Estupiñán: The real faces of the violence are the businessmen that pay the paramilitaries, the armed groups, to massacre and kill. And they benefit from those massacres because they create displacement. And after that displacement, they can then install their economic model. They go and build parking lots, they go and build containment centers, they go and build hotels. So, this thesis was very powerful because it managed to interpret the analysis of what was happening in Buenaventura in a different manner. It showed the structural issues of the analysis and it included an actor that had been untouchable up until then, a face for the violence that had been untouchable and unnamed to that moment.
Chappell: Danelly’s thesis kicked off a flurry of investigations. She teamed up with the National Center for History Memory to work on a book about Buenaventura. She also worked on a separate case study which outlined the history of port expansion and the damage and violence it brought to a specific territory taken from the sea, a neighborhood known as The Immaculate.
Estupiñán: At the start of the year 2000, this was the neighborhood. This was the laboratory for the violence in Buenaventura. It became a ghost neighborhood. Nobody wanted to look that way. Nobody wanted to see what was going on in there. Anyone who went inside who was not from the neighborhood would go missing. The entire neighborhood became a torture house, a collective torture house. And we had all sorts of testimonials. All types of violence were being experienced here, including myself as a citizen of Buenaventura. Nobody wanted to look into that neighborhood. Nobody wanted to see.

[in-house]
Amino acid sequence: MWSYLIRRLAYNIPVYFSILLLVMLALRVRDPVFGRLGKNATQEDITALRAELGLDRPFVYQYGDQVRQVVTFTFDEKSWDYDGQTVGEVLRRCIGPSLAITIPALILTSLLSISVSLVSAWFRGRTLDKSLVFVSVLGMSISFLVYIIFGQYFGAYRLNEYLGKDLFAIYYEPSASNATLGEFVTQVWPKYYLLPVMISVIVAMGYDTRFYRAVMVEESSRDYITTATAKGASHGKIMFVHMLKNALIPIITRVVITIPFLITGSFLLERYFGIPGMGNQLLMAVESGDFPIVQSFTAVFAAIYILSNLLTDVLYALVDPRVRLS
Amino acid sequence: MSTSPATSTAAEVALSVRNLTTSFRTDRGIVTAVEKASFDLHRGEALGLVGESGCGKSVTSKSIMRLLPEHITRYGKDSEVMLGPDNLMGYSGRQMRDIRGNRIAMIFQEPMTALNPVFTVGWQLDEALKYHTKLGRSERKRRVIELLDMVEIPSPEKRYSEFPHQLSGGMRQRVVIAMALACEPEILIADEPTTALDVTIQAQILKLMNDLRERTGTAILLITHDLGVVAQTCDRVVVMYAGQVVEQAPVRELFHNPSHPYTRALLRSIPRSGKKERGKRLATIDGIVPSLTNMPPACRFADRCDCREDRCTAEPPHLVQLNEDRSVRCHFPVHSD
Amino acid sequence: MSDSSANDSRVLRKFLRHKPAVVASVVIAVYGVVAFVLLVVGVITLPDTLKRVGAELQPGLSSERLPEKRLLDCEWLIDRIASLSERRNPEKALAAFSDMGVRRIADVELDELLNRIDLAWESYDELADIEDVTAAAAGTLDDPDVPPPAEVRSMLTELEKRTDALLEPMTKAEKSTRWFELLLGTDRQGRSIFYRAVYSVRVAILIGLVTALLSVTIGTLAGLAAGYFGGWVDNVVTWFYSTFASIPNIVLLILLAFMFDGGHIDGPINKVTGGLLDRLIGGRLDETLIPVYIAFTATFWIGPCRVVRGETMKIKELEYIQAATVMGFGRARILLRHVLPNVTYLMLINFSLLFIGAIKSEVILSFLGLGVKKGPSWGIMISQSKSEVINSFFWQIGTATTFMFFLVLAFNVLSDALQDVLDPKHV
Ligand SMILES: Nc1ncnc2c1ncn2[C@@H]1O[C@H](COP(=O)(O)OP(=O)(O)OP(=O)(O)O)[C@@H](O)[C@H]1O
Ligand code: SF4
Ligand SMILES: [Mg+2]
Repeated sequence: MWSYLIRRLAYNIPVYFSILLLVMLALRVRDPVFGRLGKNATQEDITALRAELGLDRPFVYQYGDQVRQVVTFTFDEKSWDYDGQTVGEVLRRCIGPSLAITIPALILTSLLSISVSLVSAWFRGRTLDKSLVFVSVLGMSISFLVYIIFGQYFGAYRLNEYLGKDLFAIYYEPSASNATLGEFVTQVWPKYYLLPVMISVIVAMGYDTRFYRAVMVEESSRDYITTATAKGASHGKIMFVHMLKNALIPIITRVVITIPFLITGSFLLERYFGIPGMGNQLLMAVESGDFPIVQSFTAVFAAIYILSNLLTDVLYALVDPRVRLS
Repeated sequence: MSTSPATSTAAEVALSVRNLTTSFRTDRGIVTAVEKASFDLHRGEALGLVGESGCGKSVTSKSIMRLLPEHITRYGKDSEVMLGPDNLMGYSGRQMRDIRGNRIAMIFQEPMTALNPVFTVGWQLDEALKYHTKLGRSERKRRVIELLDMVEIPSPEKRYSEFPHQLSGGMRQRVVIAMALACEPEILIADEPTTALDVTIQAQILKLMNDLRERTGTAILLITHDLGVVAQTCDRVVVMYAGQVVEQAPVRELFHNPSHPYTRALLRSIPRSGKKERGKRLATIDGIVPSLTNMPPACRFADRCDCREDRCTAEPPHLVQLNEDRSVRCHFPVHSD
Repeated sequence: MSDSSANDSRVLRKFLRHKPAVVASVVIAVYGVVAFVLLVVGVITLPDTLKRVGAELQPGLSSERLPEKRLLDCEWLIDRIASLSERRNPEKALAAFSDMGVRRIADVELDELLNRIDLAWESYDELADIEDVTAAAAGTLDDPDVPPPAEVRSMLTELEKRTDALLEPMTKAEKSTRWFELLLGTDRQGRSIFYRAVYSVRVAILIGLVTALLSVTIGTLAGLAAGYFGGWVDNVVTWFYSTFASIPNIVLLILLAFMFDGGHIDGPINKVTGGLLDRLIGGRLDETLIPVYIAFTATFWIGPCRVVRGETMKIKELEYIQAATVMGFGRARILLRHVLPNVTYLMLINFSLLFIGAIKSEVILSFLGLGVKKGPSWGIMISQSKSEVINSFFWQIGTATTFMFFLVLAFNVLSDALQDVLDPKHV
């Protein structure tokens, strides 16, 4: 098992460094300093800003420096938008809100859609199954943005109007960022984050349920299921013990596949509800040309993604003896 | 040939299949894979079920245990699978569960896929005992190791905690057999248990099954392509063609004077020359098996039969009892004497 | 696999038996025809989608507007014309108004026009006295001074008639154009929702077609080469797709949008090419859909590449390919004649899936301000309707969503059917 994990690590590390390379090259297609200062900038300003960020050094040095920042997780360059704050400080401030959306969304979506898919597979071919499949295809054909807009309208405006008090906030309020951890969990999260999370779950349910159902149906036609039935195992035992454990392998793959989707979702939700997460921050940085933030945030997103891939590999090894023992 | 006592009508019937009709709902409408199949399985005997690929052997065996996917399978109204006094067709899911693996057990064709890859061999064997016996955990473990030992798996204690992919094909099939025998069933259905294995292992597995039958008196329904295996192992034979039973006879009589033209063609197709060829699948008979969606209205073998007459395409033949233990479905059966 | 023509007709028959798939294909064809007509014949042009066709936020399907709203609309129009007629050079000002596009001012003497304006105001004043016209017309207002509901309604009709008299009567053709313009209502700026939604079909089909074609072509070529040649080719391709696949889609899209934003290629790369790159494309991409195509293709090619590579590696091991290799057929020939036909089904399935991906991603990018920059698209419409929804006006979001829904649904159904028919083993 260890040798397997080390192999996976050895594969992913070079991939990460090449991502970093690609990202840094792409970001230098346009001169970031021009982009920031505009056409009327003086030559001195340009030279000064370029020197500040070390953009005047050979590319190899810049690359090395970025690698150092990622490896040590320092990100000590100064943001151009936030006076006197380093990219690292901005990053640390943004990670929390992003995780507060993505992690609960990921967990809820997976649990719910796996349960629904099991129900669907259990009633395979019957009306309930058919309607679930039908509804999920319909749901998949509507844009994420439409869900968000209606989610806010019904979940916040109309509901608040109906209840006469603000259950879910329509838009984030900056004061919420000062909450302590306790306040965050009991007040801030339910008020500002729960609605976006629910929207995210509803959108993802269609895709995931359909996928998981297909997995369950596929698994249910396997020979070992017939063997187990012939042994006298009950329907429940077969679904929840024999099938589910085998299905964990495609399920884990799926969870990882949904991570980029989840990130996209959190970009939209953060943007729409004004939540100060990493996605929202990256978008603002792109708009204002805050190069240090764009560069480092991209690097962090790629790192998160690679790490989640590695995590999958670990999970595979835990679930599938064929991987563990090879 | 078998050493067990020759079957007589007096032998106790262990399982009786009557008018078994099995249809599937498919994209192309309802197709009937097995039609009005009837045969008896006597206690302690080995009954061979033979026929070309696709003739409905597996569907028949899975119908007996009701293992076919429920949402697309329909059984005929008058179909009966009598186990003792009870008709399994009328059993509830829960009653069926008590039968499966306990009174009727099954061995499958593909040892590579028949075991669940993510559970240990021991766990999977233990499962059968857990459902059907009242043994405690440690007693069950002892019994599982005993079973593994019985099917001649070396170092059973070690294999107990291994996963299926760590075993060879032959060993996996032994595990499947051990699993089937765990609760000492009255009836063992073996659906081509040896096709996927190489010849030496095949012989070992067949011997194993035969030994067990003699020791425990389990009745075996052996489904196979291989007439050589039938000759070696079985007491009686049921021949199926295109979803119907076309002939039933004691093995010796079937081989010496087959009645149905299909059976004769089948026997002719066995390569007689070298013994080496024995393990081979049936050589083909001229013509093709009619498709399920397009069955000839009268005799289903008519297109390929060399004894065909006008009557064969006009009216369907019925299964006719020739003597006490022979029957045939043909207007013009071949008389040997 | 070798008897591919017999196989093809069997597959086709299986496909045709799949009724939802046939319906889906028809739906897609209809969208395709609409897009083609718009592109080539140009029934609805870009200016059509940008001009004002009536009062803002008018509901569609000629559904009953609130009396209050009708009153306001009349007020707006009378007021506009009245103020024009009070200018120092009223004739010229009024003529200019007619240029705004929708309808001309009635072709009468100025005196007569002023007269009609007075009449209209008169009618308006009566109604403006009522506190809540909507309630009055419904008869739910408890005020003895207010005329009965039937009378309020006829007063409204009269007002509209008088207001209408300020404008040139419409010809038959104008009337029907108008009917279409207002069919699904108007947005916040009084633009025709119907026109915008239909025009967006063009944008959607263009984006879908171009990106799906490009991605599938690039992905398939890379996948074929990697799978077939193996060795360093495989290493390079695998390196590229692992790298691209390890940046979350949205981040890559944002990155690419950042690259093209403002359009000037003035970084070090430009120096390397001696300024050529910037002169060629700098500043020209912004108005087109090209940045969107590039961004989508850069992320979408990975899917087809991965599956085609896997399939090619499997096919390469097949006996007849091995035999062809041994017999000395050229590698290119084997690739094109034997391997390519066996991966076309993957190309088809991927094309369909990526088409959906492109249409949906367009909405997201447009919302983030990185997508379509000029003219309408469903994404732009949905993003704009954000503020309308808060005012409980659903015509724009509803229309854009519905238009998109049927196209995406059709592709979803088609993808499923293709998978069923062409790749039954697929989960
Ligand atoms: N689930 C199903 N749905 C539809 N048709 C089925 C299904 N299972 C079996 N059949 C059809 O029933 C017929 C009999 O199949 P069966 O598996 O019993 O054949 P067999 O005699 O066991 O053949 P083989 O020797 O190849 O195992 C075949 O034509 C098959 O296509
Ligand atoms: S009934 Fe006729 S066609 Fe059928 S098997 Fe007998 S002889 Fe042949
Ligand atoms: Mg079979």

Chappell: What nobody wanted to see was that this neighborhood was a part of the port expansion plans that were included in big ticket free trade agreements.
Sánchez: A lot of the areas where you would need to expand the port in order to be able to have the level of operations that you need for all of the free trade agreement signs, all of this increased commerce, were occupied by people.
Chappell: Danelly found compelling evidence made public by the Justice and Peace Act, a 2005 law intended to demobilize paramilitary groups and bring truth to people who were victimized by them, that backed up her theory: paramilitaries were doing the work of private interests in Buenaventura.